I am officially an ultra runner. 31.8 miles in 6 hours 53 minutes and 20 seconds.
Advertised as 30 miles. In reality it was 31 and a bit. I did almost 32 miles due to a navigational error. The moment I realised that the course was going to be longer than 30 was a tough one. Thankfully the weather was beautiful, and the conditions excellent apart from the wind. It was windy which made it hard work at times but I feel the weather was on my side for a November ultra.
Rather than write a mile by mile race report, I’m going to reflect on some of the things I learnt by running my first ultra.
Things I learnt:
Chatting to other runners makes a huge difference on an ultra run. I owe a lot of special thanks to a lovely runner called Shelton who ran a couple of sections with me. Early on in the race I was feeling a little bit wobbly and daunted by the enormous task ahead. We started chatting and before I knew it we had reached 10 miles. Shelton and some other runners helped me out of the dark place towards the end of run. Having people around me in those last couple of miles, spurred me on towards the finish. The kindness of other runners is a wonderful thing. I have learnt that the company of others is important to my mental state on a really long run.
It will hurt but it is only temporary. Running an ultra will hurt and that’s normal. Obviously pain from an injury is something that you need to pay attention to. I was certainly being very mindful of making sure old injuries didn’t flare up. But the ‘normal’ aches and pain that comes from being on your feet for 32 miles are going to happen. Sore feet, seized up quads, stiff hips. It’s all only temporary. That can be hard to remember when you want to lie down on the pavement and give up because your legs hurt. But that pain soon goes away once you’ve reached the finish line.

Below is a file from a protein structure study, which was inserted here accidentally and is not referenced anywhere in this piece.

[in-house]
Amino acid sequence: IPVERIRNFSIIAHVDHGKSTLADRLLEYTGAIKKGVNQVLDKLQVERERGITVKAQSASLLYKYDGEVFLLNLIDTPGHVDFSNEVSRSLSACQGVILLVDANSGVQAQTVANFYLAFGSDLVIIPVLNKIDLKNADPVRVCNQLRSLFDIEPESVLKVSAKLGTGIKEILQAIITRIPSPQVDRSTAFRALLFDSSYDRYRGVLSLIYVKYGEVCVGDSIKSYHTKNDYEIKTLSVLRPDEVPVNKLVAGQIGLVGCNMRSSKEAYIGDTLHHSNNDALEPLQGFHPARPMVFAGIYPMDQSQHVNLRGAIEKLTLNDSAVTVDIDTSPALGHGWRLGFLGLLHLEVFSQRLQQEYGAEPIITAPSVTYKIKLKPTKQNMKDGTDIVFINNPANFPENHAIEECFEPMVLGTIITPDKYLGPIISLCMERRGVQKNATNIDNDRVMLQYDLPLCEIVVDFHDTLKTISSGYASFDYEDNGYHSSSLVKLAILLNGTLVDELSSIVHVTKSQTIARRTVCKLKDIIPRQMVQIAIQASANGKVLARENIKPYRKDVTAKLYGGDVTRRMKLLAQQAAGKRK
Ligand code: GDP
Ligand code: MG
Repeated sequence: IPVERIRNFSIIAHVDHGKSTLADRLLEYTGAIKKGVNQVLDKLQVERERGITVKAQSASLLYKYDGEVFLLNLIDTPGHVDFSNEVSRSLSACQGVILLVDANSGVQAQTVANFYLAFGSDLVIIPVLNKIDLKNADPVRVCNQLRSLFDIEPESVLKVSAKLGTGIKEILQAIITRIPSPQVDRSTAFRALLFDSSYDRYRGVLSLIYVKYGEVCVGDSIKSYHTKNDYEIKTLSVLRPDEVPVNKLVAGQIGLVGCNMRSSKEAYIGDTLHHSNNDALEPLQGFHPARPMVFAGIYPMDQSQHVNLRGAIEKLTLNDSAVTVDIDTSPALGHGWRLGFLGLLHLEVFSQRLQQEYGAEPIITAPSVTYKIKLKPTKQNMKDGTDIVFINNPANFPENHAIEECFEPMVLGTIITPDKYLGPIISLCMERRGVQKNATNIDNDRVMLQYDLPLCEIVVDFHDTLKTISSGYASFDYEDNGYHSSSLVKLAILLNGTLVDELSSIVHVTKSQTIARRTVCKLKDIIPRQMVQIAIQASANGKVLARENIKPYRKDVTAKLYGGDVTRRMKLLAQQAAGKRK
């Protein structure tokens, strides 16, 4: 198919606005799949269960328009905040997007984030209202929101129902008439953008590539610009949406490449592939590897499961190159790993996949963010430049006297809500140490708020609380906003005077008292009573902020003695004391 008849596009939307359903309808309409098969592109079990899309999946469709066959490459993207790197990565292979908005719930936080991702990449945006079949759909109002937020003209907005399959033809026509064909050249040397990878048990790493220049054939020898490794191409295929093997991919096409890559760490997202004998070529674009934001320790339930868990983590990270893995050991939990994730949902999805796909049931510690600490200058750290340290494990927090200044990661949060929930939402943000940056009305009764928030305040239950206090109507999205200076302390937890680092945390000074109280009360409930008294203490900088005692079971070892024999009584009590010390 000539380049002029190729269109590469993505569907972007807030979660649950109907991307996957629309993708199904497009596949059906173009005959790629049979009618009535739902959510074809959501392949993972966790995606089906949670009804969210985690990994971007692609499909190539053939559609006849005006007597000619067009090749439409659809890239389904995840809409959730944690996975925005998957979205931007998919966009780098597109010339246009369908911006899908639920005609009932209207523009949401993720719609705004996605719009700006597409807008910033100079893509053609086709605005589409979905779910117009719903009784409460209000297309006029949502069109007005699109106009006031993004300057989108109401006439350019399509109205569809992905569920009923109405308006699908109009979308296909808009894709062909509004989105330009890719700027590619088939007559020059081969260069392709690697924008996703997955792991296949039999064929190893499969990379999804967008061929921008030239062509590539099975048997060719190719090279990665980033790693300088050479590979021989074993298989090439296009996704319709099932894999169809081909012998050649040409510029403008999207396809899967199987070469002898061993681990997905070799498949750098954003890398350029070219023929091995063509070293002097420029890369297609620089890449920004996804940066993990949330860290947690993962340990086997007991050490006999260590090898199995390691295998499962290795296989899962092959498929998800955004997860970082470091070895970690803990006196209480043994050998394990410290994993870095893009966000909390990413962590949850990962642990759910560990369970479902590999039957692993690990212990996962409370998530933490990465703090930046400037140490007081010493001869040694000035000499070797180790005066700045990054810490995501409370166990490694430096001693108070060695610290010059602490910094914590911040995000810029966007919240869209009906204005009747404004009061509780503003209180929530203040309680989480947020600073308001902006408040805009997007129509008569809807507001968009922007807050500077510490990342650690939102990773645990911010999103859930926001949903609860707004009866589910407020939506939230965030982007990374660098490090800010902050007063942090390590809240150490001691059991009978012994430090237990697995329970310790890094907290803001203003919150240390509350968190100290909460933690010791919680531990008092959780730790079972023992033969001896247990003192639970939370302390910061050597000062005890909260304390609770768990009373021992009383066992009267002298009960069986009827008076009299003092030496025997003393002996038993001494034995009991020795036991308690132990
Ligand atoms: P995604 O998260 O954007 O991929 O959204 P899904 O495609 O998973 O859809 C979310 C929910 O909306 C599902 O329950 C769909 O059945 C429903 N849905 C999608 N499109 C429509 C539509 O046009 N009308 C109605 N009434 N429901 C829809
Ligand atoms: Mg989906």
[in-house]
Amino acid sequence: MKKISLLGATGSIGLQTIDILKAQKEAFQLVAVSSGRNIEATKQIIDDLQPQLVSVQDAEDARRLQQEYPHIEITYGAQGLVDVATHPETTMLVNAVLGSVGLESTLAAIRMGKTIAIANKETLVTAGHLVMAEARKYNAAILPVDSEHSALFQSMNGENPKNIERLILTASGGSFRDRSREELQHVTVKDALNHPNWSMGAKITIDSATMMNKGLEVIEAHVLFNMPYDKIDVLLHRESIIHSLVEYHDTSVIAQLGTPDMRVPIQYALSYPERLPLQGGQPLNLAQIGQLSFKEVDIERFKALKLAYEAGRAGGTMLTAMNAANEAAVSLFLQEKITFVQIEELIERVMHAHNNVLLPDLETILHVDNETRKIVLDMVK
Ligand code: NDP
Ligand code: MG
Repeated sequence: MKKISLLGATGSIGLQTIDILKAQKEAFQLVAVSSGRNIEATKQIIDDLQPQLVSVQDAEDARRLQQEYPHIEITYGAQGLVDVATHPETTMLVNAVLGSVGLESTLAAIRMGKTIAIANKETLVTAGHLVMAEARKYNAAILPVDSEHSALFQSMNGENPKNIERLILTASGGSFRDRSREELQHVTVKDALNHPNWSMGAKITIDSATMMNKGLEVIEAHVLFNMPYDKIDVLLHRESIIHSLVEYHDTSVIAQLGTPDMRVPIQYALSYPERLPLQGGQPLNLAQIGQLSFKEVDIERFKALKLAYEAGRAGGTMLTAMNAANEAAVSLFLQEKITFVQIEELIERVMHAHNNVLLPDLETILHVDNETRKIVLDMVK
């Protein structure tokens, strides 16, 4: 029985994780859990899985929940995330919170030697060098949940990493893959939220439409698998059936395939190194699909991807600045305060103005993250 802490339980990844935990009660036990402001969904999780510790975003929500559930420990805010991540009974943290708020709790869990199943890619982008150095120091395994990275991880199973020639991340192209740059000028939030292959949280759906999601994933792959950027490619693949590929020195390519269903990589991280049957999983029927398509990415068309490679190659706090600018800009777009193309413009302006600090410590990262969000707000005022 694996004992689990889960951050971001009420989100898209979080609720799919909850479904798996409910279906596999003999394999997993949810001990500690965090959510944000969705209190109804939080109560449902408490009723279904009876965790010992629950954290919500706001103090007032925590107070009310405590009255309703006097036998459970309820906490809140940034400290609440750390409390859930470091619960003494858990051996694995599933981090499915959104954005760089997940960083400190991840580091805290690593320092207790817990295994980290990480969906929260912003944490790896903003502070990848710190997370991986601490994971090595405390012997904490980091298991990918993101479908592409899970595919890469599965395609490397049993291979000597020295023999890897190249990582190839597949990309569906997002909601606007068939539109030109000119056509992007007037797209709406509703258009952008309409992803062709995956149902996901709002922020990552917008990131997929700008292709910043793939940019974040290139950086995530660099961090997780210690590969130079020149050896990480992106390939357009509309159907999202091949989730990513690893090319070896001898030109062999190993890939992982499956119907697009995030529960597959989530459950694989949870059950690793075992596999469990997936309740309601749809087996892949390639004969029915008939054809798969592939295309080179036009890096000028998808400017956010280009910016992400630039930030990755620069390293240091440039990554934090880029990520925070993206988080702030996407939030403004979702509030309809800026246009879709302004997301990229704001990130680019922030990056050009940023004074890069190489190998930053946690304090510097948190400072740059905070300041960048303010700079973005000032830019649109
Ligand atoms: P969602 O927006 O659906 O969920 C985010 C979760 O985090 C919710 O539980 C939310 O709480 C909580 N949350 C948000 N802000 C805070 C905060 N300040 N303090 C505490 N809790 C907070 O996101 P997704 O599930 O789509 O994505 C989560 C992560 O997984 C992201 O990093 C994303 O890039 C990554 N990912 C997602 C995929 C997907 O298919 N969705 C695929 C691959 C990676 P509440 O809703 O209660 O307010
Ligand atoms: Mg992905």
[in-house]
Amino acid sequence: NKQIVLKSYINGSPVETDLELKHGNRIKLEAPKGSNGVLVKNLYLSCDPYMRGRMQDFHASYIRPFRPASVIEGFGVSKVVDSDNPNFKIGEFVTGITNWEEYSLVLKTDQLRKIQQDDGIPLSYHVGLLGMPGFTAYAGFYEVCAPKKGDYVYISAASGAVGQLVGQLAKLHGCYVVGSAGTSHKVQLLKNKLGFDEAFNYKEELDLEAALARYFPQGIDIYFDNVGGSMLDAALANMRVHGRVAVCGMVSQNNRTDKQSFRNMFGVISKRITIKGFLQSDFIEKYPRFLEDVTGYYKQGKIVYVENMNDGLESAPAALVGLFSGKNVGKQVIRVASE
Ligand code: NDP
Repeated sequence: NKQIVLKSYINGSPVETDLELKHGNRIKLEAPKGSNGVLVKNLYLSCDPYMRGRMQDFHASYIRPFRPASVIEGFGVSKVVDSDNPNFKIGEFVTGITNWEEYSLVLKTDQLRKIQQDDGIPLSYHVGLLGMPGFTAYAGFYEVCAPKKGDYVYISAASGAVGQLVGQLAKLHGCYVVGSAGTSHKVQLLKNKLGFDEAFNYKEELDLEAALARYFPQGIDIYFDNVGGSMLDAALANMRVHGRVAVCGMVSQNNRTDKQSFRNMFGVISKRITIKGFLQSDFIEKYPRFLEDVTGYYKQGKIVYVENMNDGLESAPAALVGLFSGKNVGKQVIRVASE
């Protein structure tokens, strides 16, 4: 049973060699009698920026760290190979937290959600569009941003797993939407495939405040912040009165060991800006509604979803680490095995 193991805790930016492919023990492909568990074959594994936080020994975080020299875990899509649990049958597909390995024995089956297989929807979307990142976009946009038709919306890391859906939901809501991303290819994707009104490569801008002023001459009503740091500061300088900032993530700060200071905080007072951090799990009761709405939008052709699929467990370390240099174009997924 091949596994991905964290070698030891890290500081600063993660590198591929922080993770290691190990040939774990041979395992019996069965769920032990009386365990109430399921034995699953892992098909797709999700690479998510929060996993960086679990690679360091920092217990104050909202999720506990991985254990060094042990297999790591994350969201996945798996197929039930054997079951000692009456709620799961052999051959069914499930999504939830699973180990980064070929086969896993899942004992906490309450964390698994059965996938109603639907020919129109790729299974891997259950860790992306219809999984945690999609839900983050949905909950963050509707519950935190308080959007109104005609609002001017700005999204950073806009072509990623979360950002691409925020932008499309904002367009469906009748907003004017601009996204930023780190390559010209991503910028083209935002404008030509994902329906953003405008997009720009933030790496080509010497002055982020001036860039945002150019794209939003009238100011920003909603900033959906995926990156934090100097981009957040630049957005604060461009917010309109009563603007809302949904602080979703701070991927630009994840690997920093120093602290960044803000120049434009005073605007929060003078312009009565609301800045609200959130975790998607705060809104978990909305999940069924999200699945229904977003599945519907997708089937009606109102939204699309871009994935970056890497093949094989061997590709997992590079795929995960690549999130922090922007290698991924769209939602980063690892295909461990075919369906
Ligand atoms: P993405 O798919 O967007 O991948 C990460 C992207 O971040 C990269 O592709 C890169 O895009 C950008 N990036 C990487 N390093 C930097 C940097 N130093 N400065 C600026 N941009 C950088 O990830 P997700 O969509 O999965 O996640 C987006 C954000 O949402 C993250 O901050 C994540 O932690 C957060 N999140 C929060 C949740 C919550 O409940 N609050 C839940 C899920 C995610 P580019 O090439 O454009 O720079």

Training is important. You can’t get away with winging it. Related to the pain, training is key. I didn’t spent enough time doing long runs and getting used to being out on my feet all day. It started hurting quite early on because I hadn’t done enough training to cope with the distance.
Get your nutrition correct early on. It seems that eating from early on in a race is important for me. I’ve read others online who say they don’t eat until a couple of hours in. I tried to practice eating during my training runs, even though I mainly shorter ones. Cheese sandwiches, crisps, flapjacks, and plenty of sweets. During my longest training run I discovered the joys of a cup of tea and pork pie. I took plenty with me, and ate most of it, so I can’t comment on what was available at the aid stations. I’ve seen photographs on Instagram from other ultras that have massive tables full of all the food you could dream of. That would have been nice but I was fine with everything I’d brought along in my bag. Tailwind was a huge help but foolishly I forgot to put a spare sachet in my race pack. I remembered to give one to a friend however left my own extra supplies behind at race HQ. Real food is good. I don’t need to rely on gels and artificial products. Will definitely need to improve my eating strategy if I’m going to survive the 50 mile Manchester to Liverpool Ultra next year.
When they say you should walk the hills, you should definitely walk the hills. I normally pride myself on my ability to run up hills. But to do so in an ultra is not always going to be wise when you need to conserve energy for later in the race.
Time and pace doesn’t matter in an ultra but I will still care about it. I’m proud of myself for running my first ultra marathon. Under 7 hours is a decent time and I was always in it with the goal of finishing and enjoying it. But as I reflect on the experience, I can’t help but think about where I could have pushed myself a bit harder. Next year I’d like to do better.